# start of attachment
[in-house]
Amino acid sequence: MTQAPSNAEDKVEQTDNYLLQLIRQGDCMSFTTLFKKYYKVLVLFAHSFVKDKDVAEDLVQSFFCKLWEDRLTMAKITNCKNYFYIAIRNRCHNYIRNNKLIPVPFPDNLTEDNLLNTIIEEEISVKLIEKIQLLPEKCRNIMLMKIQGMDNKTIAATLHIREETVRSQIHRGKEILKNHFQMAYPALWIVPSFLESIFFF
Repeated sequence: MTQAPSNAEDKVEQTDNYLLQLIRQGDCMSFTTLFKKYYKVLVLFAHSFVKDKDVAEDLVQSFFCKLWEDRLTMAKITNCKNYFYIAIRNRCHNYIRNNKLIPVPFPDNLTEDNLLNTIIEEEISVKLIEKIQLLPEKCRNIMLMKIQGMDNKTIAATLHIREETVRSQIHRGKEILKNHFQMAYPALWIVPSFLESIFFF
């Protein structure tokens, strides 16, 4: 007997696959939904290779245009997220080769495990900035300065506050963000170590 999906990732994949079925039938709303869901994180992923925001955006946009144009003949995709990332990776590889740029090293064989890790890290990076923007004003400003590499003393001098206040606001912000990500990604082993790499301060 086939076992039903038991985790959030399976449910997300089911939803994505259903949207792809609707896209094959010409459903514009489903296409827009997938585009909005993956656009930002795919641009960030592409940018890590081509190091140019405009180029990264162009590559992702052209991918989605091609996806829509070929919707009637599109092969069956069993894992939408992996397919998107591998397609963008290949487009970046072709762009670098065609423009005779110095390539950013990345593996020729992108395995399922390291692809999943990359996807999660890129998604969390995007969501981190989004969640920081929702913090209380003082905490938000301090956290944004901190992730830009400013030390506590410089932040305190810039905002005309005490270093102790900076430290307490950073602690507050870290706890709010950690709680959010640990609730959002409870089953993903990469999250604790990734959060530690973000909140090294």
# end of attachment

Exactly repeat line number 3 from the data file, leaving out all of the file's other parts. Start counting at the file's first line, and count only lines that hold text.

Repeated sequence: MTQAPSNAEDKVEQTDNYLLQLIRQGDCMSFTTLFKKYYKVLVLFAHSFVKDKDVAEDLVQSFFCKLWEDRLTMAKITNCKNYFYIAIRNRCHNYIRNNKLIPVPFPDNLTEDNLLNTIIEEEISVKLIEKIQLLPEKCRNIMLMKIQGMDNKTIAATLHIREETVRSQIHRGKEILKNHFQMAYPALWIVPSFLESIFFF